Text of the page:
My approach so far:

Using this I'm expressing the above limit as $((1+\frac{1}{\frac{n}{x_n}})^\frac{n}{x_n})^{x_n}$ and then using the property (?) that if $x_n \rightarrow x$ and $a_n \rightarrow a$, then $x^{a_n}_n \rightarrow x^{a}$. But I'm proving this last property by taking log on both sides (suppose $a,x > 0$). My question is isn't that somehow using the property I'm required to prove and hence is this valid?

  • $\begingroup$ The link you provide seems to have an answer (the second most upvoted one citing Königsberger). $\endgroup$ – AddSup Oct 6 '18 at 11:56
  • $\begingroup$ Another one: math.stackexchange.com/q/374747/42969. $\endgroup$ – Martin R Oct 6 '18 at 12:03

Use the fact that $(1+\frac {x+\epsilon} n)^{n} \to e^{x+\epsilon}$ and $(1+\frac {x-\epsilon} n)^{n} \to e^{x-\epsilon}$ and use squeeze theorem.

  • $\begingroup$ Thank you so much! That's so simple and useful. Here's what I've understood of the solution: So suppose $x>0$, then $(1+\frac {x}{n})^{n}$ is increasing in $x$ for any given $n$. That gives me $e^{x-\epsilon} \leq \overline{lim} (1+\frac {x_n}{n})^{n} \leq e^{x+\epsilon}$ for all $\epsilon$. Same holds for $\underline{lim}$. Then we take $lim\; \epsilon \rightarrow 0$. $\endgroup$ – Canine360 Oct 6 '18 at 12:15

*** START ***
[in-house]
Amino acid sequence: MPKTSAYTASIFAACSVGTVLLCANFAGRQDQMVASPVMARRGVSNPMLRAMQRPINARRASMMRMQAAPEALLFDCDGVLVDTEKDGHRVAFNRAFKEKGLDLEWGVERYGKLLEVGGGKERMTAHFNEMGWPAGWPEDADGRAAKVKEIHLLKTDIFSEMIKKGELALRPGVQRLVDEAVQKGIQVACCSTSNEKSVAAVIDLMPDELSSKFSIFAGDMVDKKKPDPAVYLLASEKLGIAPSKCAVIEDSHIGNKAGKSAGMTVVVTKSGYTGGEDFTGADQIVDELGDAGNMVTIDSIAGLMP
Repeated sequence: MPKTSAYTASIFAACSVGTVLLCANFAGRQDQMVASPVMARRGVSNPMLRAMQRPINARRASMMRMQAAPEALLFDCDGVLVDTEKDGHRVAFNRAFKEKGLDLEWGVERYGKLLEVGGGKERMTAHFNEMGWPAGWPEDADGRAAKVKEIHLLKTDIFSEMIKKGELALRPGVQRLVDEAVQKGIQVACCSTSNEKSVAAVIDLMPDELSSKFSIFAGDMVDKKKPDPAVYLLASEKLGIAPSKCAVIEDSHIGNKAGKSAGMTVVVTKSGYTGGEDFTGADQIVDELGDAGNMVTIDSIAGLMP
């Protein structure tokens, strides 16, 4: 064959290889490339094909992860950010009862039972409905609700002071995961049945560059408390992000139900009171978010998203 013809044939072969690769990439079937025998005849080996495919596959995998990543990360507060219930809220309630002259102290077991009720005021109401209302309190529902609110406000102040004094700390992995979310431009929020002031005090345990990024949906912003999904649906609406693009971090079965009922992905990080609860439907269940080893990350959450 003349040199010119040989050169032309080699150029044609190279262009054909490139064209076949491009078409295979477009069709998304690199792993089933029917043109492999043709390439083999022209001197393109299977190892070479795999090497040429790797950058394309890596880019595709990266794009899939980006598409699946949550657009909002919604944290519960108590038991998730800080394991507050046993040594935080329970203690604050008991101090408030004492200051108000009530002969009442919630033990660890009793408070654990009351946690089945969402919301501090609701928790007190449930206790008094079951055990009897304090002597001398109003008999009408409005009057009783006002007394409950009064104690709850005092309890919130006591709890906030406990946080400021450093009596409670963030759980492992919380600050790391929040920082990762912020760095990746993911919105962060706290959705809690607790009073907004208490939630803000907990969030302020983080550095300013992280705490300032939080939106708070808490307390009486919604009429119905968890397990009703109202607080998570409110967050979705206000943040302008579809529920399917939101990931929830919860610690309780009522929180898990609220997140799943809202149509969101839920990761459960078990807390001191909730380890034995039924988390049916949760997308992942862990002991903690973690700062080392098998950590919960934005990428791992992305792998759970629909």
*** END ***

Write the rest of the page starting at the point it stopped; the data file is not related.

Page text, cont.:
• 1
    $\begingroup$ @Canine360 Yes, that is exactly what the argument is. $\endgroup$ – Kavi Rama Murthy Oct 6 '18 at 12:16

Assume $x_n \not =0.$

$y:=x_n/n \not =0$, and $\lim_{n \rightarrow \infty} y_n=0.$


$\exp(\log (1+y_n)^n)$.


$n\log(1+y_n)= $

$x_n \dfrac{\log (1+y_n) -\log 1}{y_n}=$

$x_n \log '(t_n) = 1/t_n$, where $t_n \in (1, 1+y_n)$.


$ \lim_{ n \rightarrow \infty} y_n =0$ implies

$ \lim_{n \rightarrow \infty} t_n =1.$


$\lim_{n \rightarrow \infty}(x_n)(1/t_n)=$

$\lim_{n \rightarrow \infty}x_n \lim_{n \rightarrow \infty}(1/t_n)= x.$

Finally, using the continuity of the exponential function:

$\lim_{n \rightarrow \infty}(1+x_n/n)^n= e^x.$


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